Fusiform gyrus

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Fusiform gyrus
Gray727 fusiform gyrus.png
Medial surface of left cerebral hemisphere. (Fusiform gyrus shown in orange)
Medial surface of cerebral cortex - fusiform gyrus.png
Medial surface of right cerebral hemisphere. (Fusiform gyrus visible near bottom)
Latin gyrus fusiformis
Gray's p.824
NeuroNames hier-121
NeuroLex ID Fusiform Gyrus
TA A14.1.09.227
FMA 61908
Anatomical terms of neuroanatomy

The fusiform gyrus is part of the temporal lobe and occipital lobe in Brodmann area 37. It is also known as the (discontinuous) occipitotemporal gyrus.[1] The fusiform gyrus is located between the lingual gyrus and parahippocampal gyrus above, and the inferior temporal gyrus below.[2] The lateral and medial portions are separated by the shallow mid-fusiform sulcus.[3][4][5]


There is still some dispute over the functionalities of this area, but there is relative consensus on the following:

  1. processing of color information (see Color center)
  2. face and body recognition (see Fusiform face area)
  3. word recognition (see Visual word form area)
  4. within-category identification

Some researchers think that the fusiform gyrus may be related to the disorder known as prosopagnosia, or face blindness. Research has also shown that the fusiform face area, the area within the fusiform gyrus, is heavily involved in face perception but only to any generic within-category identification that is shown to be one of the functions of the fusiform gyrus.[6] Abnormalities of the fusiform gyrus have also been linked to Williams syndrome.[7] Fusiform gyrus has also been involved in the perception of emotions in facial stimuli.[8] However, individuals with autism show little to no activation in the fusiform gyrus in response to seeing a human face[9]

Increased neurophysiological activity in the fusiform face area may produce hallucinations of faces, whether realistic or cartoonesque, as seen in Charles Bonnet syndrome, hypnagogic hallucinations, peduncular hallucinations, or drug-induced hallucinations.[10]

Recent research has seen activation of the fusiform gyrus during subjective grapheme-color perception in people with synaesthesia.[11]

After further research by scientists at MIT, it was concluded that both the left and right fusiform gyrus played different roles from one another, but were subsequently interlinked. The left fusiform gyrus plays the role of recognizing "face-like" features in objects that may or may not be actual faces. Whereas the right fusiform gyrus plays the role in determining whether or not the recognized "face-like" feature is, in fact, an actual face.[12]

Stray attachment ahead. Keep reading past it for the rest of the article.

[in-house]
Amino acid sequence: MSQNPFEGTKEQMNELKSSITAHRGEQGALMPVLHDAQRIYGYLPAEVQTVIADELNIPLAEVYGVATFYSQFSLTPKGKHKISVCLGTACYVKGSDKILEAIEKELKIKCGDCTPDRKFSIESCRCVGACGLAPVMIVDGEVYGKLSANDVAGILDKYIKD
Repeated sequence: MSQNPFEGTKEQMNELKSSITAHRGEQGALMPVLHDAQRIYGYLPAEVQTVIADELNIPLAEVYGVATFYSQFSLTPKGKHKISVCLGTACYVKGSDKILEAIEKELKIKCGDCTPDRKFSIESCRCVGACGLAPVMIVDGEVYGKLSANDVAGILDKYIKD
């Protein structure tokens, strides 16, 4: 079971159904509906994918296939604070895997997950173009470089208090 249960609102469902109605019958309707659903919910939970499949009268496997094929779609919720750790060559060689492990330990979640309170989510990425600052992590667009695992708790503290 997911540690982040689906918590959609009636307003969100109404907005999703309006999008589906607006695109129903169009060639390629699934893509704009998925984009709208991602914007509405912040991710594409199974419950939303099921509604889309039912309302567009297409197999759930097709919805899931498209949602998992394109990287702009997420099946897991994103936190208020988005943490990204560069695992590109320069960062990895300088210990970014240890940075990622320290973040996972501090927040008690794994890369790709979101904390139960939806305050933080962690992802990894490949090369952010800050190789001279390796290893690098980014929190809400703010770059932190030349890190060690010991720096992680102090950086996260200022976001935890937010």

1. ^ Nature Neuroscience, vol7, 2004
  2. ^ "Gyrus". The free dictionary. Retrieved 2013-06-19. 
  3. ^ Weiner et al. The mid-fusiform sulcus: A landmark identifying both cyotarchitectonic and functional divisions of human ventral temporal cortex. NeuroImage. 2013. http://dx.doi.org/10.1016/j.neuroimage.2013.08.068
  4. ^ Weiner & Grill-Spector, Sparsely-distributed organization of face and limb activations in human ventral temporal cortex. NeuroImage. 2010 Oct 1;52(4):1559–73. Epub 2010 May 10.
  5. ^ Nasr el al. Scene-selective cortical regions in human and nonhuman primates. J Neurosci. 2011 Sep 28;31(39):13771–85.
  6. ^ McCarthy, G et al. Face-specific processing in the fuman fusform gyrus.J. Cognitive Neuroscicence. 9, 605–610(1997).
  7. ^ A. L. Reiss, et al. Preliminary Evidence Of Abnormal White Matter Related To The Fusiform Gyrus In Williams Syndrome: A Diffusion Tensor Imaging Tractography Study.Genes, Brain & Behavior 11.1, 62–68(2012)
  8. ^ Radua, Joaquim; Phillips, Mary L.; Russell, Tamara; Lawrence, Natalia; Marshall, Nicolette; Kalidindi, Sridevi; El-Hage, Wissam; McDonald, Colm; Giampietro, Vincent (2010). "Neural response to specific components of fearful faces in healthy and schizophrenic adults". NeuroImage 49 (1): 939–946. doi:10.1016/j.neuroimage.2009.08.030. PMID 19699306. 
  9. ^ Carter, Rita. The Human Brain Book. p. 241. 
  10. ^ Jan Dirk Blom. A Dictionary of Hallucinations. Springer, 2010, p. 187. ISBN 978-1-4419-1222-0
  11. ^ Imaging of connectivity in the synaesthetic brain « Neurophilosophy
  12. ^ Trafton, A. "How does our brain know what is a face and what’s not?" MIT News

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